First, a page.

03 Dec

A Victory For Free Speech in California: Will I Get My Victory?

UPDATE: On February 17, 2010, Medifast Inc. filed suit in US District Court, Southern District of California, alleging defamation, violation of California Corporations Code, and unfair business practices. On March 29, 2011, Judge Janis Sammartino dismissed all of Medifast’s claims against me in her ruling on my anti-SLAPP motion.

A Swedish film maker, WG Film, won a victory for free speech in California. The documentary film producer made a movie about Dole Food, called “Bananas!”, detailing how the company was using pesticides and how it was treating its Nicaraguan workers. The film wasn’t flattering and, naturally, Dole sued the company for defamation.

The producers filed an anti-SLAPP motion in California, saying that the the movie was protected as free speech. Dole then dismissed the lawsuit, but did so without prejudice, which left an open threat that the lawsuit could be refiled at any time.

The court granted the anti-SLAPP motion, scoring a victory for WG Film (and free speech), and  preventing Dole from refiling the lawsuit.

SLAPP stands for “Strategic Lawsuit Against Public Participation,” and is essentially the type of lawsuit that the big company with tons of money files against a little guy to shut him up. It’s obvious that a company with unlimited resources can get an individual or much smaller company to stop speaking out against the big company. The smaller party simply doesn’t have the same financial resources to fight a lengthy lawsuit.

When an anti-SLAPP motion is filed, the proceedings are supposed to stop, and the party that filed the original lawsuit is forced to prove that they have a probability of prevailing in their case.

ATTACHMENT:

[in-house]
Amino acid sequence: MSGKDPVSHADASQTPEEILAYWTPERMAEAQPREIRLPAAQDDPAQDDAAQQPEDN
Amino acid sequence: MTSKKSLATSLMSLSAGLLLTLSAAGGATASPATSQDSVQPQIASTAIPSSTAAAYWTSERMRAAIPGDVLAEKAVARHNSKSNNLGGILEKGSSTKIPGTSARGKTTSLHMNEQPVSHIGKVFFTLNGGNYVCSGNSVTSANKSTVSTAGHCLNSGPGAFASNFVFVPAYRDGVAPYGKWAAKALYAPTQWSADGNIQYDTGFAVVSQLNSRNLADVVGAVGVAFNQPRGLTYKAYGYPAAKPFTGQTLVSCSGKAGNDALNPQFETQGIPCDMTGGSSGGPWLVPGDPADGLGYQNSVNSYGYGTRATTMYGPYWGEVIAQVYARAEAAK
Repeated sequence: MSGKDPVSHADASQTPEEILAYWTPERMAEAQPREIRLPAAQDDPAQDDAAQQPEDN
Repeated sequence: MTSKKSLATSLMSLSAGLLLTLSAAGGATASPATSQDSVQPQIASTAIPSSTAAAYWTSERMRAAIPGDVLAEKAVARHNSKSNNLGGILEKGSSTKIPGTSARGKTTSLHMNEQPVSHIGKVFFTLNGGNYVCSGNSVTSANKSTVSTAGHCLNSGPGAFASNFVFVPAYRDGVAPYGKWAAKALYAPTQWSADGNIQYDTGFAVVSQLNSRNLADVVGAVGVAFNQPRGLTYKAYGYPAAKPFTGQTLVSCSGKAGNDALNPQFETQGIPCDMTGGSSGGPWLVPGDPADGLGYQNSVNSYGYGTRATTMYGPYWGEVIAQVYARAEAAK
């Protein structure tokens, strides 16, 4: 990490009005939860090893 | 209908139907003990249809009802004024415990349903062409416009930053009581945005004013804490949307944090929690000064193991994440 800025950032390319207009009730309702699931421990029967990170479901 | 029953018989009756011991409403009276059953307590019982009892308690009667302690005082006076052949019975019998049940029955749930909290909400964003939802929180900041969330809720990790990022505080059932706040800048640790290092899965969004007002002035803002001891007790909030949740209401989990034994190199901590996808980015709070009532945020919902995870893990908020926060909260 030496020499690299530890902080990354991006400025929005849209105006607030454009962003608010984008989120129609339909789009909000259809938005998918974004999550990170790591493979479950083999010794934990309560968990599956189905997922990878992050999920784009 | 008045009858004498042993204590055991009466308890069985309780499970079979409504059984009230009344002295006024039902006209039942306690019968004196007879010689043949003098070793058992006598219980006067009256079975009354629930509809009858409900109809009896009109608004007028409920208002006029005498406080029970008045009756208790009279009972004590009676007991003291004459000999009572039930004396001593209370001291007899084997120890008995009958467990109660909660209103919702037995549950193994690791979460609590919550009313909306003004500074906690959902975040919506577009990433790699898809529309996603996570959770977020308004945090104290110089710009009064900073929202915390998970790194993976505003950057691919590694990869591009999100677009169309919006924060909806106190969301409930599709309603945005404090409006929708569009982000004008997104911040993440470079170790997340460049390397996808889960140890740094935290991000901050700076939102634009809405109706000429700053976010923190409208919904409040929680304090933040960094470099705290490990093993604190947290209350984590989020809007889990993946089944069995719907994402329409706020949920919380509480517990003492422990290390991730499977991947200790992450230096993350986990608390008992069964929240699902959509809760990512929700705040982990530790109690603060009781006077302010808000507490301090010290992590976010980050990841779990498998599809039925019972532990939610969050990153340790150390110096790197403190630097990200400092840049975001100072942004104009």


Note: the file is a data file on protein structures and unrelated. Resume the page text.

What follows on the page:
In this case, Dole failed miserably. The court found that there was nothing defamatory about Bananas! Indeed, it may have been unflattering to Dole, but the court found that it accurately portrayed the facts. The lawsuit was thrown out, and Dole must pay $200,000 in attorneys fees and costs for the defendants.

Too bad it took a whole year and $200,000 in legal fees to get to this point. The anti-SLAPP legislation is supposed to avoid such a lengthy and costly delay. Indeed, anti-SLAPP motions are supposed to be heard within 30 days after filing. Dole successfully delayed arguing the motion for a year.

But as I have found out in the malicious lawsuit brought against me by Medifast Inc. (NYSE:MED) and its Take Shape for Life (TSFL) division, laws don’t always work they way they are intended.

It doesn’t matter that Medifast has completely lied about me and my work in multiple court filings. It doesn’t matter that all the evidence that had been uncovered in the lengthy discovery process not only proves Medifast lied about me and my work, it goes even further and shows that I did the opposite of what Medifast has claimed. Nonetheless, Medifast has been allowed to drag this litigation out for months, and the earliest possible resolution for me will come more than a year after the malicious lawsuit was filed. Yes, it is taking a year for the court to actually consider my anti-SLAPP motion. My motion was originally filed on April 12, 2010. Yet we will not argue the motion until nearly a year later.

Like Dole, Medifast is trying to scare others who might want to speak the truth about Take Shape for Life and its awful multi-level marketing “opportunity” that sucks people in with deception. And it’s not a stretch to believe that ordinary people might be a tad bit scared of a year of litigation and hundreds of thousands of dollars in legal fees.